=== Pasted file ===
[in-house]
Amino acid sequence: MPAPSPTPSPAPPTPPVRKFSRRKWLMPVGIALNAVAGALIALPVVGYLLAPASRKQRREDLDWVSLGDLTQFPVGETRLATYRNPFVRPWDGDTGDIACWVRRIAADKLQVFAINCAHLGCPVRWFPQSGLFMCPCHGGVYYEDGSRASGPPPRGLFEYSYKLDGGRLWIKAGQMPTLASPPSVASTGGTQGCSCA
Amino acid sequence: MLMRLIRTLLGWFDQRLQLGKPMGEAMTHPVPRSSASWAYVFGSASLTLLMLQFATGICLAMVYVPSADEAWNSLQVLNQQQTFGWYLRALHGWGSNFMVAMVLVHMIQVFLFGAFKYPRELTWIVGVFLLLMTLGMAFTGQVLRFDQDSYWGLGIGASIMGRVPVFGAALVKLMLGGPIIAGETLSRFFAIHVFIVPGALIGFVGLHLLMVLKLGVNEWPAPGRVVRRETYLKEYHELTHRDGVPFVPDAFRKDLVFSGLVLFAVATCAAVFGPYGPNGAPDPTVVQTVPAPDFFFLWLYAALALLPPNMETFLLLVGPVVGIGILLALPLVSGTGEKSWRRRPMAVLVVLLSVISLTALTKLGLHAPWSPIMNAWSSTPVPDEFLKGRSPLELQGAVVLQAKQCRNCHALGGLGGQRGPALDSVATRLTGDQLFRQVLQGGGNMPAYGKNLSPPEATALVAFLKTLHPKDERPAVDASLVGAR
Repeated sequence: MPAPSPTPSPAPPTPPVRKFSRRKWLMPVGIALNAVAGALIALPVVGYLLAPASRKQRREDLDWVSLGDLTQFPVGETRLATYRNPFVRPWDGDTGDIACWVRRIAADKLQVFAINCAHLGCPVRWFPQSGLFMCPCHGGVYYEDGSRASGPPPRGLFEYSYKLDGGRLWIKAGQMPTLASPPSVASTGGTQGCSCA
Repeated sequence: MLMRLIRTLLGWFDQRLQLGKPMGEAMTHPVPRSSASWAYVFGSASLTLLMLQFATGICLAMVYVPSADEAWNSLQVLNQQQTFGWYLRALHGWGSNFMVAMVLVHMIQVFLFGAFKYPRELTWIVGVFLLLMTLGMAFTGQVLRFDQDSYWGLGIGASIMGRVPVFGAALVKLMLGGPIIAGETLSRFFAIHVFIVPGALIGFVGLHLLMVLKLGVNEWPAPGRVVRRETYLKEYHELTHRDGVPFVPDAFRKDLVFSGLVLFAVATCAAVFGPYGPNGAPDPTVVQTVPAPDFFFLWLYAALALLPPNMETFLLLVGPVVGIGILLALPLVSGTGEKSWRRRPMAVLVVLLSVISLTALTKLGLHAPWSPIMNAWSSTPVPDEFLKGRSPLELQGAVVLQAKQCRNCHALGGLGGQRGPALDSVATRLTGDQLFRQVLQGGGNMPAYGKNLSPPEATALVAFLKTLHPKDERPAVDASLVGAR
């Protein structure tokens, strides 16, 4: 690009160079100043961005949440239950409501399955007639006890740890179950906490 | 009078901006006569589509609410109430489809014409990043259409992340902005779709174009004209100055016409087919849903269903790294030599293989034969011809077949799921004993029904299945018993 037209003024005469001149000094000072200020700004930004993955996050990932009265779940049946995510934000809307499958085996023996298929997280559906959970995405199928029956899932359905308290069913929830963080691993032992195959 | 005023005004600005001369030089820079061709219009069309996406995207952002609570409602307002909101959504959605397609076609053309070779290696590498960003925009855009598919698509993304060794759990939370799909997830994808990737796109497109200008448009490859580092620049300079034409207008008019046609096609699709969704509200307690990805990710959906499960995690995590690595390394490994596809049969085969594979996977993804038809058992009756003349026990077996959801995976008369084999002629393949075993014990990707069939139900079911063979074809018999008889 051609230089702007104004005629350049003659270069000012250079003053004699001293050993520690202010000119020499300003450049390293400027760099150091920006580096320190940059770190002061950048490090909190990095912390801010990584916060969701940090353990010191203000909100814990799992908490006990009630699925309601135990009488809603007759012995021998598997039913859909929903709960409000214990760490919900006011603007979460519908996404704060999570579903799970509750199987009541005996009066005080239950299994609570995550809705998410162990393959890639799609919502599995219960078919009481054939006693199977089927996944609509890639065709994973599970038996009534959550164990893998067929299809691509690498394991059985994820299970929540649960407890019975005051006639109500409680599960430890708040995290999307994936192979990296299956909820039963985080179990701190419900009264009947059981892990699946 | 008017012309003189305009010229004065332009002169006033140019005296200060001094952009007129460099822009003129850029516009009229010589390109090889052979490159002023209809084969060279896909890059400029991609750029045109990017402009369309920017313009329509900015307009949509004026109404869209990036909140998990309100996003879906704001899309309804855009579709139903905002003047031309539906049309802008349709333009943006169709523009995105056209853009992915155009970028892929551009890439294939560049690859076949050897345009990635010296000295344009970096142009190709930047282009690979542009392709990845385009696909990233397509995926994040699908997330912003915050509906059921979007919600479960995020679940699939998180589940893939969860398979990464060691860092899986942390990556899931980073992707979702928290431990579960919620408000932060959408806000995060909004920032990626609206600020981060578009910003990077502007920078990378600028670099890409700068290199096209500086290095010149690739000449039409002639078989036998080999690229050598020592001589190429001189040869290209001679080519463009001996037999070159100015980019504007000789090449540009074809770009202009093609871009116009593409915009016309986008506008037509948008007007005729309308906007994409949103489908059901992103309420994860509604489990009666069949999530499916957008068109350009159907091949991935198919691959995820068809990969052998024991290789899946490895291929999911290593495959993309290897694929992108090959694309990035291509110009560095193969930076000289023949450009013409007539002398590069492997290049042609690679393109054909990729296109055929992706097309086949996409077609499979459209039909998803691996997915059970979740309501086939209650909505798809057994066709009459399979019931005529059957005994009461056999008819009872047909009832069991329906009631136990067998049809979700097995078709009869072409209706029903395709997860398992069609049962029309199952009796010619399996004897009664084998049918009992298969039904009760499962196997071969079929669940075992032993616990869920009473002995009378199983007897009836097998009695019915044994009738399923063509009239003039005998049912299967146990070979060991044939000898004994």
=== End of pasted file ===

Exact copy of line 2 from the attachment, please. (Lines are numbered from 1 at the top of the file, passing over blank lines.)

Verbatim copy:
Amino acid sequence: MPAPSPTPSPAPPTPPVRKFSRRKWLMPVGIALNAVAGALIALPVVGYLLAPASRKQRREDLDWVSLGDLTQFPVGETRLATYRNPFVRPWDGDTGDIACWVRRIAADKLQVFAINCAHLGCPVRWFPQSGLFMCPCHGGVYYEDGSRASGPPPRGLFEYSYKLDGGRLWIKAGQMPTLASPPSVASTGGTQGCSCA